GarCo officials fear revenue loss if BLM cancels leases on Roan
The Bureau of Land Management says it will evaluate the possibility of no oil and gas leasing under a new planning process for the Roan Plateau, which is prompting some western Colorado governments to wonder how much such an action could cost them.
At issue are some 55,000 acres of oil and gas leases that were sold in 2008 for $114 million.
That money was split roughly half and half between the federal government and the state of Colorado. Part of the state’s share of revenues from lease sales is distributed at the county and municipal levels in areas of energy development, prompting some governments to wonder if they’ll be on the hook if the companies must be reimbursed for the leases.
“It would be a real issue to the state of Colorado and all the parties to pay that money back in today’s economy,” Garfield County Commissioner John Martin said.
The county and town of Parachute plan to send letters to the state Department of Local Affairs seeking some answers to their questions. Parachute Town Administrator Robert Knight said Associated Governments of Northwest Colorado is doing the same.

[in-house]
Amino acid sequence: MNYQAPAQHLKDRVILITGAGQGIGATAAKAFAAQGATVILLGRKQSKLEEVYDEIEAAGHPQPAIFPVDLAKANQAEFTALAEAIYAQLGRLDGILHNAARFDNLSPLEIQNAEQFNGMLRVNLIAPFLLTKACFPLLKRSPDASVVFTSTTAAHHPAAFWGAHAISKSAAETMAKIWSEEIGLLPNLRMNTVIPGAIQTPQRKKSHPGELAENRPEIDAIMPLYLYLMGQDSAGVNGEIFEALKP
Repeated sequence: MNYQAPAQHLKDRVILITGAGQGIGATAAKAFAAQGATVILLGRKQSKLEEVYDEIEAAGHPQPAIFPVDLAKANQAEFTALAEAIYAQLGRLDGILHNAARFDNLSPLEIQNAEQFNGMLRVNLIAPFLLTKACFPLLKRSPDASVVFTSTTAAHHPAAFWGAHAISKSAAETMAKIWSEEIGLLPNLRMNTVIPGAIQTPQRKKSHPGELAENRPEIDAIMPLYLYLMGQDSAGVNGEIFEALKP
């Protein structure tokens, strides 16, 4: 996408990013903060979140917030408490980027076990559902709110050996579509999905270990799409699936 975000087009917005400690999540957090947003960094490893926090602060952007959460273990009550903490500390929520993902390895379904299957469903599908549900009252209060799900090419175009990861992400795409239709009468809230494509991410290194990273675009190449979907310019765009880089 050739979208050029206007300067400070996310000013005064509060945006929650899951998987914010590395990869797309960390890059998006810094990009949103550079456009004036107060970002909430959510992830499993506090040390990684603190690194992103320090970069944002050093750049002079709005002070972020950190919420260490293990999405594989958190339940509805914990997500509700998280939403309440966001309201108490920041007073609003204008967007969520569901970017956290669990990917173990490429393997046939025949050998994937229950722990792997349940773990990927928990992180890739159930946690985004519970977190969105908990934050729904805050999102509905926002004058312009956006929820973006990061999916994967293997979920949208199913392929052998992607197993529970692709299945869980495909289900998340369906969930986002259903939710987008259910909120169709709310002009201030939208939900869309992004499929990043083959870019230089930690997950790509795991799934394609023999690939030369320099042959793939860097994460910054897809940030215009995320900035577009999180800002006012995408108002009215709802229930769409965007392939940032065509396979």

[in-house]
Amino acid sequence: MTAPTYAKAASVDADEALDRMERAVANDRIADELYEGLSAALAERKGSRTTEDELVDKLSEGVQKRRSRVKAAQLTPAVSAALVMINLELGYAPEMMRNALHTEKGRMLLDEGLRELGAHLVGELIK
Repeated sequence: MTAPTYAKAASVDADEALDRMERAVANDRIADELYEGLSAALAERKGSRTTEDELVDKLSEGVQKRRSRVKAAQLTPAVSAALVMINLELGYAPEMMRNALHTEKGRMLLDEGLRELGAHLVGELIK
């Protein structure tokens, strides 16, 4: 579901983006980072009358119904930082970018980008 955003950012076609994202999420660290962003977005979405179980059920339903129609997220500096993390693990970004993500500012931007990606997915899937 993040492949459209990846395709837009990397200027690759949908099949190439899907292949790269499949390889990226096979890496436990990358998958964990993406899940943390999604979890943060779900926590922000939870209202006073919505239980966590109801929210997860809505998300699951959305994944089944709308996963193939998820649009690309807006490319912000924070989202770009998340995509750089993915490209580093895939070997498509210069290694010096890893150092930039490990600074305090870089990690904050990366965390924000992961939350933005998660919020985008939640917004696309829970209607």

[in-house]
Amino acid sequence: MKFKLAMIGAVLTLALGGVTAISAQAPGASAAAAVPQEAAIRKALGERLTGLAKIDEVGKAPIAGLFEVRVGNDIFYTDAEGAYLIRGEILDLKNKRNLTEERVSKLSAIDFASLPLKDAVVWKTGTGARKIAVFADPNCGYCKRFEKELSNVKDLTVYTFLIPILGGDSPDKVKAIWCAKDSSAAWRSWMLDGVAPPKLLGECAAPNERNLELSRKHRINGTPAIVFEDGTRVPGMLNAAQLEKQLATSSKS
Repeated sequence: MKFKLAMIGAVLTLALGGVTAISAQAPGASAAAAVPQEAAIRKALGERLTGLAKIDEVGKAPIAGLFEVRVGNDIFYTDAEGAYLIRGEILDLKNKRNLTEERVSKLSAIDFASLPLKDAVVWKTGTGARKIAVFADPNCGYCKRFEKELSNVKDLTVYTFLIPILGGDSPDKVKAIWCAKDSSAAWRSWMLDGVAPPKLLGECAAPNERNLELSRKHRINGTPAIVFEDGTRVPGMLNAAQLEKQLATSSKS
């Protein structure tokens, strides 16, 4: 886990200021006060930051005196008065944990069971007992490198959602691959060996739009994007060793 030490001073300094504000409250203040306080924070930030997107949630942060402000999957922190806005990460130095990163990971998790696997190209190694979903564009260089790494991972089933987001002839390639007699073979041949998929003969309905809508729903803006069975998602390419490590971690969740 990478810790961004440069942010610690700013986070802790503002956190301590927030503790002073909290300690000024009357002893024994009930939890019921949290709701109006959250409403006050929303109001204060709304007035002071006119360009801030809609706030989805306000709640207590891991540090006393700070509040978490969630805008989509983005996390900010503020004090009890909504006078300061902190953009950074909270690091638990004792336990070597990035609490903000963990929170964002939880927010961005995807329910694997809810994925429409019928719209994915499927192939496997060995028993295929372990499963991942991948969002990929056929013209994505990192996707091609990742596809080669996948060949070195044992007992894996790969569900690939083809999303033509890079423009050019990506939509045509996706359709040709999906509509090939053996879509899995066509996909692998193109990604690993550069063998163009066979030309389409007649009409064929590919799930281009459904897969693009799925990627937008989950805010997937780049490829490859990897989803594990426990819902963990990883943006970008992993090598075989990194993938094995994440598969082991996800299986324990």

He said Parachute would like to see the leases honored. However, “If we are going to have to pay back our portion … I kind of need to know what that would be, what impact that is going to have,” he said.
David Ludlam, executive director of the West Slope Colorado Oil and Gas Association, said it’s “definitely an appropriate question to be asking.” And he questioned the reach of the new planning process, following a court ruling last year.
“The judge didn’t say re-do an entire environmental impact statement. … All she said was fix a couple of things,” Ludlam said.
Among other things, U.S. District Court Judge Marcia Krieger ruled that the BLM failed to adequately consider a planning alternative that would keep drilling off the plateau top by making use of directional drilling. BLM spokesman David Boyd said that based on that ruling, the agency wants to make sure it fully considers a full range of alternatives, including no leasing not just on top but throughout the planning area, as it begins the new planning process. How to handle the possible cancellation of the leases is “a question that would have to be worked out,” he said.
Knight said Parachute needs to know soon if it must pay back funds or plan for future lease distributions to be withheld in order to help recover the Roan money.